I prefer the old George W. faux pas like when he said that he planned to visit Czechoslovakia. Apparently, he was planning a trip back in time.

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  • Reply
    May 30, 2012 at 5:13 pm

    It is all over the news here as well. Very, very unfortunate – especially that the Polish people in the US have been complaining for a while, as that term pops up here quite often.

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    May 30, 2012 at 7:09 pm

    Not only in the US, my \”favourite\” Daily Mail at least twice yearly writes about Polish concentration camps.

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    May 31, 2012 at 10:15 am

    So it does pop up more than I thought. We have to be vigilant!Having said that, through my unscientific research (I asked my American friends on facebook) I found that most people when they hear \”Polish death camp\” understand that it is a death camp located in Poland (and perhaps with Polish prisoners). One of my friends said, \”Duh, you think we are so stupid that we don't know that the Polish camps were set up by the Nazis?\” I guess it boils down to the fact, that yes, we are afraid that if we don't state explicitly who was at fault that somebody, somewhere could get the wrong idea.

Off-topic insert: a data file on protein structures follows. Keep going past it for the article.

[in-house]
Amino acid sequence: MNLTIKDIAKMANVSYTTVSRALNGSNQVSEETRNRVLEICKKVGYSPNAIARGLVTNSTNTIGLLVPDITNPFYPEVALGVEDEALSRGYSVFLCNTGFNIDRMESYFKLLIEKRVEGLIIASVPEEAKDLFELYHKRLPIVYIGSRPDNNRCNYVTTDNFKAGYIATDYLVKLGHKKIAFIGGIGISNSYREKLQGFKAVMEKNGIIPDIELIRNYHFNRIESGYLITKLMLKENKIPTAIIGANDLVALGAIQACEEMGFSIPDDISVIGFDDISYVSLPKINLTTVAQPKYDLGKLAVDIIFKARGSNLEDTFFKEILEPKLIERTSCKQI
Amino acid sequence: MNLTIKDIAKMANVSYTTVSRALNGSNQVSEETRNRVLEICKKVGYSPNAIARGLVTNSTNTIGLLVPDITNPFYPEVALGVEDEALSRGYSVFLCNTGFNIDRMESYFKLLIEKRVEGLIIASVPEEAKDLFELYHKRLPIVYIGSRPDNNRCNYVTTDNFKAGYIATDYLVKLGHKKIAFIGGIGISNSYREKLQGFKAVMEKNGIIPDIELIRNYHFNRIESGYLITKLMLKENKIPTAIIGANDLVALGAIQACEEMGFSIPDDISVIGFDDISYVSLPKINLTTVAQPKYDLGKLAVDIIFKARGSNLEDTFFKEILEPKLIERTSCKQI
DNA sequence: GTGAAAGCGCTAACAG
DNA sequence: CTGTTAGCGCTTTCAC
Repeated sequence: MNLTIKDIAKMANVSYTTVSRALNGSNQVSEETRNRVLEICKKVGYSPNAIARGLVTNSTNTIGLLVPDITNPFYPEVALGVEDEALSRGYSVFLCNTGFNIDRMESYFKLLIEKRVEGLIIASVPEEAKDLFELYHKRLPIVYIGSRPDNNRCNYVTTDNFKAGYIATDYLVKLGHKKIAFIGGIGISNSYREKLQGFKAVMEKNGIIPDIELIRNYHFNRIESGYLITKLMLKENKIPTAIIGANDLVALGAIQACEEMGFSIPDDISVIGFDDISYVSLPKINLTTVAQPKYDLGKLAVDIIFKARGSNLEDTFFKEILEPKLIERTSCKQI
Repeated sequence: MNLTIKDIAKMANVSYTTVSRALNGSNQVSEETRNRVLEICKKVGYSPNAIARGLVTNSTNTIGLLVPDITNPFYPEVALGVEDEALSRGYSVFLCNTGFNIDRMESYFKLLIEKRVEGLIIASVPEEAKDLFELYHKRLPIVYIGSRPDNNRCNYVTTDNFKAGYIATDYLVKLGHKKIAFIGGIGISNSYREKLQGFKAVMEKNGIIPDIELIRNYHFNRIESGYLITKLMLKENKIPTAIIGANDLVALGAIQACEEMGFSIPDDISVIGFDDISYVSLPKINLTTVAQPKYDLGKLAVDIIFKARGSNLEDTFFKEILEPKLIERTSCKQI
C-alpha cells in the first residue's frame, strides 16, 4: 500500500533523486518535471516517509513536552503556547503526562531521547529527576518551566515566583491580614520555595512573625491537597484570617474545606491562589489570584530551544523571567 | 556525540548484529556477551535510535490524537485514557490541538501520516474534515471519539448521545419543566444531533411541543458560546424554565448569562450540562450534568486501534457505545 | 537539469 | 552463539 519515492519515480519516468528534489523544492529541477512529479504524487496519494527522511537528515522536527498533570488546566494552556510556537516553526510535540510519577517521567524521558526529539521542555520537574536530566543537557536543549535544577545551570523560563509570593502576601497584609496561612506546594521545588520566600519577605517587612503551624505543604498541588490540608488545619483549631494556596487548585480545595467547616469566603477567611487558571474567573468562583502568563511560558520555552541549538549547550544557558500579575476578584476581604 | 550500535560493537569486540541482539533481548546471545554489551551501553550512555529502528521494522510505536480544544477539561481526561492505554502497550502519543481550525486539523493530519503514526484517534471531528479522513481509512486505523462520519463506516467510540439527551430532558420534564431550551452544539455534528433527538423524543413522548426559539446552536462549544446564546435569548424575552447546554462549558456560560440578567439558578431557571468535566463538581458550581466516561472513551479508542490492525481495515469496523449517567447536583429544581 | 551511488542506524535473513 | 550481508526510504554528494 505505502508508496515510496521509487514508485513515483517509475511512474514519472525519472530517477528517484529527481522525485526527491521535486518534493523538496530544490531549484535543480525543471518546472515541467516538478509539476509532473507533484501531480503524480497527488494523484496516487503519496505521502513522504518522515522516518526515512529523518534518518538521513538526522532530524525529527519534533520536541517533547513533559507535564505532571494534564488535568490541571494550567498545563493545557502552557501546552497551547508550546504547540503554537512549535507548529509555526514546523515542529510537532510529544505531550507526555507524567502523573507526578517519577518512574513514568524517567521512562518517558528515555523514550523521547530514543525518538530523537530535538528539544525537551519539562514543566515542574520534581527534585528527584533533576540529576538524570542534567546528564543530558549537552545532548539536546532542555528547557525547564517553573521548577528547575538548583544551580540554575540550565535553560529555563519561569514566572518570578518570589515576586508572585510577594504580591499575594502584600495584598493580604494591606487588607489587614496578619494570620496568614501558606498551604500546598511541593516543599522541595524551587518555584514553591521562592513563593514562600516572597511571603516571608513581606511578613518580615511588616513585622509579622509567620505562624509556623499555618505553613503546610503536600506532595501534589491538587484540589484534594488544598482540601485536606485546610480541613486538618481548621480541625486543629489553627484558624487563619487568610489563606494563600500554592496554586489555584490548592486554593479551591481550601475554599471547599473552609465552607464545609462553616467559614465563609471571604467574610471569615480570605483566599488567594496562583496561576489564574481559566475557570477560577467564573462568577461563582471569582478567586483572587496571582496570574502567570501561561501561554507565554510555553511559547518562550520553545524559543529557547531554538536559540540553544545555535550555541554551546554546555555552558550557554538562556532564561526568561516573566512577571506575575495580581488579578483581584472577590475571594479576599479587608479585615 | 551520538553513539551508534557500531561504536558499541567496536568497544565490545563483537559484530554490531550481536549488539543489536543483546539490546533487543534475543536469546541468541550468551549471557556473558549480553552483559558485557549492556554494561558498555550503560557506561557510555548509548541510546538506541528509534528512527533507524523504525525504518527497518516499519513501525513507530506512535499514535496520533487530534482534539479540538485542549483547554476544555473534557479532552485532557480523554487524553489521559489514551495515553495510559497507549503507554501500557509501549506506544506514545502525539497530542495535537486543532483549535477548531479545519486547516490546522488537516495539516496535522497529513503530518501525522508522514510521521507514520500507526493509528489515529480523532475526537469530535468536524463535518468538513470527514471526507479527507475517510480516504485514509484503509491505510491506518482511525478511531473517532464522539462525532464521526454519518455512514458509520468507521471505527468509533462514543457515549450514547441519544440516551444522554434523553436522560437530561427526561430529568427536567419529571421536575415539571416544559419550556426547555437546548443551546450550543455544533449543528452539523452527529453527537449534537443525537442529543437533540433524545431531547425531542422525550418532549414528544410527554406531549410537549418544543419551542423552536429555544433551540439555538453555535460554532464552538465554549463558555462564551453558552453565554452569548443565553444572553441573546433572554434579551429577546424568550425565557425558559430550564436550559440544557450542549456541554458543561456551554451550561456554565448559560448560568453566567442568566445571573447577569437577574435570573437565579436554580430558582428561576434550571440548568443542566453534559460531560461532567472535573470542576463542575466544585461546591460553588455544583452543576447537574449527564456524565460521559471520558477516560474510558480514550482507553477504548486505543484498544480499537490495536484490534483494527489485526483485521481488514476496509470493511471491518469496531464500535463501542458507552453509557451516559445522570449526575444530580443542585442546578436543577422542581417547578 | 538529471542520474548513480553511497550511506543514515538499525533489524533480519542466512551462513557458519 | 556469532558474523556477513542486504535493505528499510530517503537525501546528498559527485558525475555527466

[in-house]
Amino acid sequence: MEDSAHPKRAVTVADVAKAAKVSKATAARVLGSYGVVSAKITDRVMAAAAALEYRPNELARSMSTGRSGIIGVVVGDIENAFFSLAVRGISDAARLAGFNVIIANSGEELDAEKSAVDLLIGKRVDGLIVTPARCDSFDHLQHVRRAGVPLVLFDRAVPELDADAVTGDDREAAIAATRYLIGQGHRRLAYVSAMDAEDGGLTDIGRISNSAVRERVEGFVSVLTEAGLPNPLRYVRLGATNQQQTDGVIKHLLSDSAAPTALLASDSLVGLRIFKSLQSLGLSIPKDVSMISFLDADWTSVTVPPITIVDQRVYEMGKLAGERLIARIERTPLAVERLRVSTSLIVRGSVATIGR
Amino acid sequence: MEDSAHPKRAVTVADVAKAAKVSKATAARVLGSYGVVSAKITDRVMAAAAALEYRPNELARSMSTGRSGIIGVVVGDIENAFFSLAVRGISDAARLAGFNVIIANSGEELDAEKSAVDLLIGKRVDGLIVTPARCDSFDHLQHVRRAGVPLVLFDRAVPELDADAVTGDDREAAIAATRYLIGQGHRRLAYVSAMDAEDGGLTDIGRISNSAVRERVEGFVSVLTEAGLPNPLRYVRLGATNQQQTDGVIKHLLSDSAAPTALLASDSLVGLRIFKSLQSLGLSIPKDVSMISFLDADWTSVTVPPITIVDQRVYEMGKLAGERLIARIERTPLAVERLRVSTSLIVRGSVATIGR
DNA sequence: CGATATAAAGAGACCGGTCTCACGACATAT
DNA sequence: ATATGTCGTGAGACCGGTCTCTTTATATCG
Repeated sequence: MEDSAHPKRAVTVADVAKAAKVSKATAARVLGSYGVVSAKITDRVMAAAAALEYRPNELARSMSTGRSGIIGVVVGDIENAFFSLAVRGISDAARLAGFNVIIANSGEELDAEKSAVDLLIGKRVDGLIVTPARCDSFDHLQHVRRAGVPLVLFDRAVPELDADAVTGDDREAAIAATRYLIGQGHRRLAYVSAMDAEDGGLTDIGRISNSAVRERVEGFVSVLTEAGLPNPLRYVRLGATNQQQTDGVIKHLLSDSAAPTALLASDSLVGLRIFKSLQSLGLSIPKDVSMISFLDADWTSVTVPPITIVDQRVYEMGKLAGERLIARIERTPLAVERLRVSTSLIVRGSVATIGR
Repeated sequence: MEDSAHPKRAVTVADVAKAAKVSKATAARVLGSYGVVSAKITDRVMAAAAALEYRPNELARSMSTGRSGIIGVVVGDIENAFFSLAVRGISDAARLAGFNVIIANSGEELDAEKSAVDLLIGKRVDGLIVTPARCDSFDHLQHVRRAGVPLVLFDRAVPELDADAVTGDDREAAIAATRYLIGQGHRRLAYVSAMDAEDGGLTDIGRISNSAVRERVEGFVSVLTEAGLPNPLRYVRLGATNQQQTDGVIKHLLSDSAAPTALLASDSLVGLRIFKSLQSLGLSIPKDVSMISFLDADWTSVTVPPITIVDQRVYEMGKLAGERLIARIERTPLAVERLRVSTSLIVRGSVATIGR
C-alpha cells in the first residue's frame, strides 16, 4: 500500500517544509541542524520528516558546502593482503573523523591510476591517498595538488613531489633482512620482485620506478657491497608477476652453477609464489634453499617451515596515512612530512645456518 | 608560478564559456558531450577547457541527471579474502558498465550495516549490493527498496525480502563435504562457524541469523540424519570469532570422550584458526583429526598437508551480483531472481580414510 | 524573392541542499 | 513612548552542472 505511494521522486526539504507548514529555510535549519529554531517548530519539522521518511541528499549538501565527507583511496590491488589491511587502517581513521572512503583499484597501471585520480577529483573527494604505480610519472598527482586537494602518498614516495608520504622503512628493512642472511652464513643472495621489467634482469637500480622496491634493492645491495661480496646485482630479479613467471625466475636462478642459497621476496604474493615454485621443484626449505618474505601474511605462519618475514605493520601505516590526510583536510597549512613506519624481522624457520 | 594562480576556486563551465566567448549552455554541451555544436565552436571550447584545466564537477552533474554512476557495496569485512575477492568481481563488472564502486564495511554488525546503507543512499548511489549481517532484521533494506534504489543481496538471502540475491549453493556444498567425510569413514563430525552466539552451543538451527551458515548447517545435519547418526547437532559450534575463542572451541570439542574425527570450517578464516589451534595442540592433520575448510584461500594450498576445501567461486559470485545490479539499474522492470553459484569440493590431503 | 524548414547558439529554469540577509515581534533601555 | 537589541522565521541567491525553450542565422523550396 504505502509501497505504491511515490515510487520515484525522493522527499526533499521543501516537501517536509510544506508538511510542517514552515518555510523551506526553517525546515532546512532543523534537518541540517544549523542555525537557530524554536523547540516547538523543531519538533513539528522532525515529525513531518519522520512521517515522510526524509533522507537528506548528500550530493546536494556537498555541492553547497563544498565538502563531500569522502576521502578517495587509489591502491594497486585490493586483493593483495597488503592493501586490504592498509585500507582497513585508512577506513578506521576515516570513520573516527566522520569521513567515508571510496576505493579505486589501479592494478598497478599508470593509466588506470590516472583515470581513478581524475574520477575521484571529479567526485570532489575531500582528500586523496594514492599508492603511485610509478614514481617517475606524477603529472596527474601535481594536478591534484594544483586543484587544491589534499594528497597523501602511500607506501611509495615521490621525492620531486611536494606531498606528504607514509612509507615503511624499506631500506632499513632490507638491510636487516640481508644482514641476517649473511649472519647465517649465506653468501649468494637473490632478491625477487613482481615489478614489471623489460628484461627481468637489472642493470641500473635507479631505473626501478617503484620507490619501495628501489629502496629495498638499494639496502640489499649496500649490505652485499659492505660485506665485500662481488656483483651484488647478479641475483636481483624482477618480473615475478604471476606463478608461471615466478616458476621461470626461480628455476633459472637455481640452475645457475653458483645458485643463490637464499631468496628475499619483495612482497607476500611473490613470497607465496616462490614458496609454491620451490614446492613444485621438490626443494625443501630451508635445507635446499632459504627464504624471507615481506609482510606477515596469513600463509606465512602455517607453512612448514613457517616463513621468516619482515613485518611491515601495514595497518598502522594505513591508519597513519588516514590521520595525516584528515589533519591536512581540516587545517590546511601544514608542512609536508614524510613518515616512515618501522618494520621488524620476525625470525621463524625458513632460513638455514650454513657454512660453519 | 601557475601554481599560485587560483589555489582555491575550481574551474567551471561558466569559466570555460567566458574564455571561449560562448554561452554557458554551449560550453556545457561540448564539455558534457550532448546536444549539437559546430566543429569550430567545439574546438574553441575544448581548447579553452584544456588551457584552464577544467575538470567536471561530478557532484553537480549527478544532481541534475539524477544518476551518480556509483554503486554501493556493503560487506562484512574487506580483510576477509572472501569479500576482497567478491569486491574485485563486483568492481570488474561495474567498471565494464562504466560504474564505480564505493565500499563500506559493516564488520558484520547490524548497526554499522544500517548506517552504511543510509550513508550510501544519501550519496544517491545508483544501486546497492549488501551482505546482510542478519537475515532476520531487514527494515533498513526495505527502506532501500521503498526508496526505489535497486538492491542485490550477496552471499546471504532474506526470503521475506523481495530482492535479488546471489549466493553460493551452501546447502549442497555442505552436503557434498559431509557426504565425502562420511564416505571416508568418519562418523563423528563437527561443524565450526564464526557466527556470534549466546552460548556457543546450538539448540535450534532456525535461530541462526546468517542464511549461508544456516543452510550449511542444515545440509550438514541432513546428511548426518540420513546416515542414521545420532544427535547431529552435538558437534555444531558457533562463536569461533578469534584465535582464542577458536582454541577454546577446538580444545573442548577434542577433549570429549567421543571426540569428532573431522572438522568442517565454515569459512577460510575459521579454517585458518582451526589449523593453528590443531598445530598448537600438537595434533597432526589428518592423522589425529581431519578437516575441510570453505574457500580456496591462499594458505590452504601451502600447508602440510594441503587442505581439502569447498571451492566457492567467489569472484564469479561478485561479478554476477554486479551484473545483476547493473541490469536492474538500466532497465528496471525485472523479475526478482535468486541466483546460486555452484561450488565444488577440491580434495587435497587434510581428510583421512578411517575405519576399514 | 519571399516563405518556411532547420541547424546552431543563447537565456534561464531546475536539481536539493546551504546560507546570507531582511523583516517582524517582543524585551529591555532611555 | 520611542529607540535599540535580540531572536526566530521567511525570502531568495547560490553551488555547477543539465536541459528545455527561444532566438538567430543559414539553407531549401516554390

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    May 31, 2012 at 12:03 pm

    Reakcja Tuska na wpadkę Obamy jest histeryczna i niezrozumiała. Przecież wszyscy wiedzą, że to nie Polacy zbudowali obóz w Oświęcimiu, tak jak wiemy, że to nie Kubańczycy podtapiają mieszkańców Guantanamo. Co do bandyckiego zachowania Polaków wobec Żydów w okresie wojny i powojennym, to my nigdy się do tego nie przyznamy, ponieważ nie pozwala nam na to mentalność mówiąca, że im bardziej ktoś jest skrzywdzony, tym bardziej mu się różne rzeczy należą. A my lubimy, jako Polacy, gdy nam się coś należy bez pracy. Poza tym szalejący antysemityzm (i rasizm – tym Tusk powinien się zająć w pierwszej kolejności) tworzy atmosferę społecznej aprobaty dla tamtych zdarzeń. A druga sprawa, to faktycznie każdy kolejny polski rząd powinien przemyśleć swoje stosunki z Amerykanami, gdyż stają się one dla rządzących źródłem wielu politycznych problemów (typu Miller i CIA, albo brak offsetu przy zakupie F-16, albo załamanie stosunków z Francją po wysłaniu polskich mikro-wojsk do Iraku, albo rakiety w Kaliningradzie w odpowiedzi na jakąś tam tarczę przeciwrakietową itp.).Andrzej